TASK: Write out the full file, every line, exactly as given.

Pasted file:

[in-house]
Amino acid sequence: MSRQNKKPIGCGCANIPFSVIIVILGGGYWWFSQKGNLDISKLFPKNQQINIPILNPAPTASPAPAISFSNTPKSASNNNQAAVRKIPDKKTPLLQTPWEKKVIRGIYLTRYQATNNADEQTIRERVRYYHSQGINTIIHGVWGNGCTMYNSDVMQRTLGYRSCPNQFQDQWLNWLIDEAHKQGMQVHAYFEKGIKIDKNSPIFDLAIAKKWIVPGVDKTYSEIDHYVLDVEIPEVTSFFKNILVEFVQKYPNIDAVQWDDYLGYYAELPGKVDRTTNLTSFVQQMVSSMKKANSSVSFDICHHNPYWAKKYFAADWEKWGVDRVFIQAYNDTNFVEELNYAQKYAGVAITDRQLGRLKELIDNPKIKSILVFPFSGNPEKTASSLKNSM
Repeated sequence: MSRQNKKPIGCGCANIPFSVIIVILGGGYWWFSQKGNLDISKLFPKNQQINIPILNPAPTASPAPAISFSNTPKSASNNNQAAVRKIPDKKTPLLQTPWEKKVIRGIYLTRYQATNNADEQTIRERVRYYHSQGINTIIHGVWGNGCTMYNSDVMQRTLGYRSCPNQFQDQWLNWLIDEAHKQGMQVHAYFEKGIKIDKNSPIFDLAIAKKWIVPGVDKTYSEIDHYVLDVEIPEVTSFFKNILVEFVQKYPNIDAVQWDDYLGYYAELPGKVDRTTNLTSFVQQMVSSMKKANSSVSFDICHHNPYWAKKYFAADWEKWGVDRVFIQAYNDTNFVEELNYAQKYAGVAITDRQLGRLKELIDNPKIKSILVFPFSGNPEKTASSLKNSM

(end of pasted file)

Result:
[in-house]
Amino acid sequence: MSRQNKKPIGCGCANIPFSVIIVILGGGYWWFSQKGNLDISKLFPKNQQINIPILNPAPTASPAPAISFSNTPKSASNNNQAAVRKIPDKKTPLLQTPWEKKVIRGIYLTRYQATNNADEQTIRERVRYYHSQGINTIIHGVWGNGCTMYNSDVMQRTLGYRSCPNQFQDQWLNWLIDEAHKQGMQVHAYFEKGIKIDKNSPIFDLAIAKKWIVPGVDKTYSEIDHYVLDVEIPEVTSFFKNILVEFVQKYPNIDAVQWDDYLGYYAELPGKVDRTTNLTSFVQQMVSSMKKANSSVSFDICHHNPYWAKKYFAADWEKWGVDRVFIQAYNDTNFVEELNYAQKYAGVAITDRQLGRLKELIDNPKIKSILVFPFSGNPEKTASSLKNSM
Repeated sequence: MSRQNKKPIGCGCANIPFSVIIVILGGGYWWFSQKGNLDISKLFPKNQQINIPILNPAPTASPAPAISFSNTPKSASNNNQAAVRKIPDKKTPLLQTPWEKKVIRGIYLTRYQATNNADEQTIRERVRYYHSQGINTIIHGVWGNGCTMYNSDVMQRTLGYRSCPNQFQDQWLNWLIDEAHKQGMQVHAYFEKGIKIDKNSPIFDLAIAKKWIVPGVDKTYSEIDHYVLDVEIPEVTSFFKNILVEFVQKYPNIDAVQWDDYLGYYAELPGKVDRTTNLTSFVQQMVSSMKKANSSVSFDICHHNPYWAKKYFAADWEKWGVDRVFIQAYNDTNFVEELNYAQKYAGVAITDRQLGRLKELIDNPKIKSILVFPFSGNPEKTASSLKNSM